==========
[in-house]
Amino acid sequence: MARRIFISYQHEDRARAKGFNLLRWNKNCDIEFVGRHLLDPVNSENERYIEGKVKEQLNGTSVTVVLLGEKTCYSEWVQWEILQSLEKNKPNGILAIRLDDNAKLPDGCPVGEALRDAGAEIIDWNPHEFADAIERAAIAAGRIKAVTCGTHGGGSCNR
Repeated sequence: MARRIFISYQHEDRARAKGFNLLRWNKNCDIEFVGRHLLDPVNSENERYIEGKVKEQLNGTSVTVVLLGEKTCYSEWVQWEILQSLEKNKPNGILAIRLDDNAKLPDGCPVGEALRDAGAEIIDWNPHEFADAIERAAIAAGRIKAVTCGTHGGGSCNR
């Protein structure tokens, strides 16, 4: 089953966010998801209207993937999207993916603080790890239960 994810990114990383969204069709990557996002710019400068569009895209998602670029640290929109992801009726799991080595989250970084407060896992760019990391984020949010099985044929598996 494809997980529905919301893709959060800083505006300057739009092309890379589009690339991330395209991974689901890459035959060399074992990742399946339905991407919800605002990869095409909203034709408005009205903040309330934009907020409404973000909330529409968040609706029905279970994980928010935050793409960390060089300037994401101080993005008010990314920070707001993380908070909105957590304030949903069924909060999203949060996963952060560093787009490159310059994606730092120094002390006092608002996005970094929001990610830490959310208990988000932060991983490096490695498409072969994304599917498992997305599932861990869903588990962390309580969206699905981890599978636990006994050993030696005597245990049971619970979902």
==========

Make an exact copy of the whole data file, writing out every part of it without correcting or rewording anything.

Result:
[in-house]
Amino acid sequence: MARRIFISYQHEDRARAKGFNLLRWNKNCDIEFVGRHLLDPVNSENERYIEGKVKEQLNGTSVTVVLLGEKTCYSEWVQWEILQSLEKNKPNGILAIRLDDNAKLPDGCPVGEALRDAGAEIIDWNPHEFADAIERAAIAAGRIKAVTCGTHGGGSCNR
Repeated sequence: MARRIFISYQHEDRARAKGFNLLRWNKNCDIEFVGRHLLDPVNSENERYIEGKVKEQLNGTSVTVVLLGEKTCYSEWVQWEILQSLEKNKPNGILAIRLDDNAKLPDGCPVGEALRDAGAEIIDWNPHEFADAIERAAIAAGRIKAVTCGTHGGGSCNR
């Protein structure tokens, strides 16, 4: 089953966010998801209207993937999207993916603080790890239960 994810990114990383969204069709990557996002710019400068569009895209998602670029640290929109992801009726799991080595989250970084407060896992760019990391984020949010099985044929598996 494809997980529905919301893709959060800083505006300057739009092309890379589009690339991330395209991974689901890459035959060399074992990742399946339905991407919800605002990869095409909203034709408005009205903040309330934009907020409404973000909330529409968040609706029905279970994980928010935050793409960390060089300037994401101080993005008010990314920070707001993380908070909105957590304030949903069924909060999203949060996963952060560093787009490159310059994606730092120094002390006092608002996005970094929001990610830490959310208990988000932060991983490096490695498409072969994304599917498992997305599932861990869903588990962390309580969206699905981890599978636990006994050993030696005597245990049971619970979902």